A Christmas Carol
Isabella and Abigail talk about christmas dinner – 3

Impossible Astronaut
Amy and River talk about the Doctor; Joy and Amy talk about the Silent.  If the Silent counts as a man, that makes this – 2

Day of the Moon 
Amy talked to Melody about shooting her, but Melody wasn’t named in this episode.  Ugh, so I dunno.  I mean, River’s named, and the little girl IS River.  And the whole point of the “not named” thing is that not being named makes the character less relevant.  However, Melody Pond is probably the most relevant character to the whole story.  So I’m gonna go with – 2

Curse of Black Spot
I guess the Siren doesn’t count as a “named character”.  Madame Kovarian is in the episode, but unnamed.  - 0

The Doctor’s Wife
Auntie and Idris talk about Idris “dying” – 3

The Rebel Flesh 
Jenny talks to Miranda, and Miranda and Ganger Miranda chat – 3

The Almost People
Miranda and Miranda chat again – 3

A Good Man Goes to War
Amy talks to Lorna Bucket about the baby and stuffs.  Oh and Vastra and Jenny talk their kinky lesbian interspecies talk – 3

Let’s Kill Hitler
Amelia tells Mels off for stealing a bus and otherwise being generally naughty – 3

Night Terrors
Amy, Claire, and Mrs. Rossiter are all named, and Amy has a conversation with an unnamed woman, but I guess that only gives it a – 1

The Girl Who Waited
Ok, so the thing about this episode is that Amy is only one person.  However, not only are there two Amys who talk to each other, its vital to the whole concept of the story that their lives are as valid as one another’s.  So I have to argue that this gets a – 2

God Complex
Amy and Rita chat briefly about a clown and things  - 2

Closing Time
Kelly and Shona at the start talking about closing the shop and the electricity, though that’s interspersed between talking about Kelly’s wanting to go on her date or whatever. There are at least two other named women in this story. – 2

Wedding of River Song
Amy talks to Madame Kovarian about stealing Melody before she murders her – 3


Season Average: 2.2/3

 

The Doctor, the Widow, and the Wardrobe
Madge talks to Lily.  Madge talks to that Androzani lady a bunch, but I guess she’s only named in the credits.  So I think this only gets a – 2

 

Davies era average: 2.7/3

Moffat era average: 2.1/3

 

 

Love After The Doctor: The Classic Years

Jo: “In a funny way, he reminds me of a younger you.”
The Doctor: “I don’t know whether to be flattered or insulted.”
–Jo Grant and the Doctor discuss her new love interest, Cliff Jones

Rose: “He’s a lot like you, Doctor, only with dating and dancing.”
–Rose Tyler, on Jack Harkness

Does traveling with the Doctor ruin companions for romance after they leave him? What mere man could ever compare to a charismatic Time Lord with all of time and space at his fingertips? Inspired by Bumble Toes‘ post on the Doctor as a romantic rival in the new series, here’s my take on the same dynamic in the classic series.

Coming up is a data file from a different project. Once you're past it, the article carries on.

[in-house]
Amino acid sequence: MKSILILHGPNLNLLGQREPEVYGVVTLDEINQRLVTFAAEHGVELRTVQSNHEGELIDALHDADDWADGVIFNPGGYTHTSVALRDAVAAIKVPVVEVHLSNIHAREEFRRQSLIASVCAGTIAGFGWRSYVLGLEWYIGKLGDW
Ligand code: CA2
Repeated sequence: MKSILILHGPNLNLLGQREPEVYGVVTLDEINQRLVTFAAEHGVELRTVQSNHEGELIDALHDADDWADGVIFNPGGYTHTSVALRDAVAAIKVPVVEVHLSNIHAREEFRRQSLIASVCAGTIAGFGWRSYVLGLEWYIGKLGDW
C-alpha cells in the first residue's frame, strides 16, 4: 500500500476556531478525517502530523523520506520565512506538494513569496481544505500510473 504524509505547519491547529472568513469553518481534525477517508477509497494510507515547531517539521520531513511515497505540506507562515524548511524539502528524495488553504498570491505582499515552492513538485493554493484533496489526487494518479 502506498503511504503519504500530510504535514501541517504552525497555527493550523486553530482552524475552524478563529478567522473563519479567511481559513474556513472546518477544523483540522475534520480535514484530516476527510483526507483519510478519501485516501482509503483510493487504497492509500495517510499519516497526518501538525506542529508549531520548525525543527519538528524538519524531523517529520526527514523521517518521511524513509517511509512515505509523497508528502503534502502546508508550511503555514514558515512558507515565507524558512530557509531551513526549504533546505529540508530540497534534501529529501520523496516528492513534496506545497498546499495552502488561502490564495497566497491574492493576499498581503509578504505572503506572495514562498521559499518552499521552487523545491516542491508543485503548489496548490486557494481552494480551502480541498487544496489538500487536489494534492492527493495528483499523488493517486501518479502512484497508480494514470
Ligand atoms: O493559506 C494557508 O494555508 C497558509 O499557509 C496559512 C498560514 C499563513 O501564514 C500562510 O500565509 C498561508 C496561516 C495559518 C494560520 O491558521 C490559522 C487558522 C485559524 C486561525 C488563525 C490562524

As the above quotes show, companions do seem to appreciate some Doctor-like characteristics in their romantic partners. It seems equally clear to me that the idea of companions perpetually pining over the Doctor, incapable of moving on, is native to the new series. I think it was born of RTD’s penchant for deconstructing the series, and an excellent example of how this deconstruction can backfire.

To me, the most genius decisions that RTD made were the most straightforward:

  1. He realized that the companion has the hero’s arc, not the Doctor, and
  2. He took the questions that the series had spent forty years studiously avoiding, and placed them front and center: How does the Doctor pick companions–what does he look for? What kind of person would leave everything she knew behind to go adventuring in time and space with an alien? She’s usually young–do her parents know what she’s doing? Do they approve? Do they know about the Doctor’s history of absconding with young women, not all of whom make it home? Might the companion ever look upon the Doctor with romantic intent? Might the Doctor ever return that glance? What would happen? Finally, and maybe most devastatingly, what happens to her after the end? Is the TARDIS door perpetually closed to her, or could the Doctor return for more adventures?

The classic series seems to have given companions exactly two possible exits: a) status quo ante, dumping you back into your old life, or b) permanently stranded in the alien society of your choice. (Hope that marriage works out!)

There’s an orthodoxy in some corners of fandom that the classic series never went anywhere near Doctor/companion UST, that the new series focuses too much on Doctor/companion UST, and that the new series is inferior for that reason. Mostly you hear this from men, and mostly this charge is levied along gendered lines–”attracting female viewers” being given as a reason for the new series’ willingness to have Doctor/companion ships.

But for all that everyone insists that the classic series never ever went anywhere near Doctor/companion romantic tension, they did go there a little bit. The best example is Jo Grant, companion to Jon Pertwee’s Third Doctor.